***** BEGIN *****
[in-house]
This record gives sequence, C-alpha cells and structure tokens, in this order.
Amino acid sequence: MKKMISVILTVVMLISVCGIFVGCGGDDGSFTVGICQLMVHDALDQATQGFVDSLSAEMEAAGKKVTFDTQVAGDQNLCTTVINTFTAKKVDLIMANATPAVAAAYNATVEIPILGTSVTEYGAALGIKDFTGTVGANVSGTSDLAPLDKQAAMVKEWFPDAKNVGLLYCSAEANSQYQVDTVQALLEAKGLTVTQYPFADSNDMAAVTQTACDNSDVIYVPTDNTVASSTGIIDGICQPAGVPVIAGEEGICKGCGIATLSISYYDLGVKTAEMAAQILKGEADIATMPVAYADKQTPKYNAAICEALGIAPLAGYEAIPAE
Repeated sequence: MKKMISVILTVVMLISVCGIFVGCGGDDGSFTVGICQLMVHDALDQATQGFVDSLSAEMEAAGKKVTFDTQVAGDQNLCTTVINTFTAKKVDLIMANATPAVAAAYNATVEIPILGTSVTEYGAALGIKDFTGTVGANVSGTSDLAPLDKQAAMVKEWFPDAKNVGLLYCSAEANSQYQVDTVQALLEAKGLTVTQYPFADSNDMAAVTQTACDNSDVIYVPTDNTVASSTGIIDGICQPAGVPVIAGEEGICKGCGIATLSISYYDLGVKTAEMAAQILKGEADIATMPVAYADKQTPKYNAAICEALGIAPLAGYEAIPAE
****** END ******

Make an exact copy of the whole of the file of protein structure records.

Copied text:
[in-house]
This record gives sequence, C-alpha cells and structure tokens, in this order.
Amino acid sequence: MKKMISVILTVVMLISVCGIFVGCGGDDGSFTVGICQLMVHDALDQATQGFVDSLSAEMEAAGKKVTFDTQVAGDQNLCTTVINTFTAKKVDLIMANATPAVAAAYNATVEIPILGTSVTEYGAALGIKDFTGTVGANVSGTSDLAPLDKQAAMVKEWFPDAKNVGLLYCSAEANSQYQVDTVQALLEAKGLTVTQYPFADSNDMAAVTQTACDNSDVIYVPTDNTVASSTGIIDGICQPAGVPVIAGEEGICKGCGIATLSISYYDLGVKTAEMAAQILKGEADIATMPVAYADKQTPKYNAAICEALGIAPLAGYEAIPAE
Repeated sequence: MKKMISVILTVVMLISVCGIFVGCGGDDGSFTVGICQLMVHDALDQATQGFVDSLSAEMEAAGKKVTFDTQVAGDQNLCTTVINTFTAKKVDLIMANATPAVAAAYNATVEIPILGTSVTEYGAALGIKDFTGTVGANVSGTSDLAPLDKQAAMVKEWFPDAKNVGLLYCSAEANSQYQVDTVQALLEAKGLTVTQYPFADSNDMAAVTQTACDNSDVIYVPTDNTVASSTGIIDGICQPAGVPVIAGEEGICKGCGIATLSISYYDLGVKTAEMAAQILKGEADIATMPVAYADKQTPKYNAAICEALGIAPLAGYEAIPAE